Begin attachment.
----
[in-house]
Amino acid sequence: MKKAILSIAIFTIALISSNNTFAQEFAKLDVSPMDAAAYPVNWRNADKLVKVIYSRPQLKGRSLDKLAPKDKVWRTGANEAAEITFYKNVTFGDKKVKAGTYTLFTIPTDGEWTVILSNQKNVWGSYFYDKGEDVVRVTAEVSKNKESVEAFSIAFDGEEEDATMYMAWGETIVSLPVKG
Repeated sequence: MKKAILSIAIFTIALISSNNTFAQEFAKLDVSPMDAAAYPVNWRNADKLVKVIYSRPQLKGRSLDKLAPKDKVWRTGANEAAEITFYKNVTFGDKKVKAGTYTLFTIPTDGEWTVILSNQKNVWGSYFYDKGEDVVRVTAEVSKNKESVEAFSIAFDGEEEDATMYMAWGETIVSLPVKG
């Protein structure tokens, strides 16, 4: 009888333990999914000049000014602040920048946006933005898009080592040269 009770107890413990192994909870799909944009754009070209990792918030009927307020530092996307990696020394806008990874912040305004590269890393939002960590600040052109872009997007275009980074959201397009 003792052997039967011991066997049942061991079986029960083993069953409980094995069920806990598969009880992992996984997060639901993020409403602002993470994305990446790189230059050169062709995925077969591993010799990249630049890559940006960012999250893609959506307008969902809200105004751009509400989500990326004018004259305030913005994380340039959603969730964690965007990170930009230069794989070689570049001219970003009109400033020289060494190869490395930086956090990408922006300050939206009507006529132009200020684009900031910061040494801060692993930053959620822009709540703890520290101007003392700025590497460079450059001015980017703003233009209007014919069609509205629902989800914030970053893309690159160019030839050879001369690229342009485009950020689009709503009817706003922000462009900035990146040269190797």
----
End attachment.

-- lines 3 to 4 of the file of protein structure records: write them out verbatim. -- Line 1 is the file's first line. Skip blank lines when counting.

Repeated sequence: MKKAILSIAIFTIALISSNNTFAQEFAKLDVSPMDAAAYPVNWRNADKLVKVIYSRPQLKGRSLDKLAPKDKVWRTGANEAAEITFYKNVTFGDKKVKAGTYTLFTIPTDGEWTVILSNQKNVWGSYFYDKGEDVVRVTAEVSKNKESVEAFSIAFDGEEEDATMYMAWGETIVSLPVKG
């Protein structure tokens, strides 16, 4: 009888333990999914000049000014602040920048946006933005898009080592040269 009770107890413990192994909870799909944009754009070209990792918030009927307020530092996307990696020394806008990874912040305004590269890393939002960590600040052109872009997007275009980074959201397009 003792052997039967011991066997049942061991079986029960083993069953409980094995069920806990598969009880992992996984997060639901993020409403602002993470994305990446790189230059050169062709995925077969591993010799990249630049890559940006960012999250893609959506307008969902809200105004751009509400989500990326004018004259305030913005994380340039959603969730964690965007990170930009230069794989070689570049001219970003009109400033020289060494190869490395930086956090990408922006300050939206009507006529132009200020684009900031910061040494801060692993930053959620822009709540703890520290101007003392700025590497460079450059001015980017703003233009209007014919069609509205629902989800914030970053893309690159160019030839050879001369690229342009485009950020689009709503009817706003922000462009900035990146040269190797």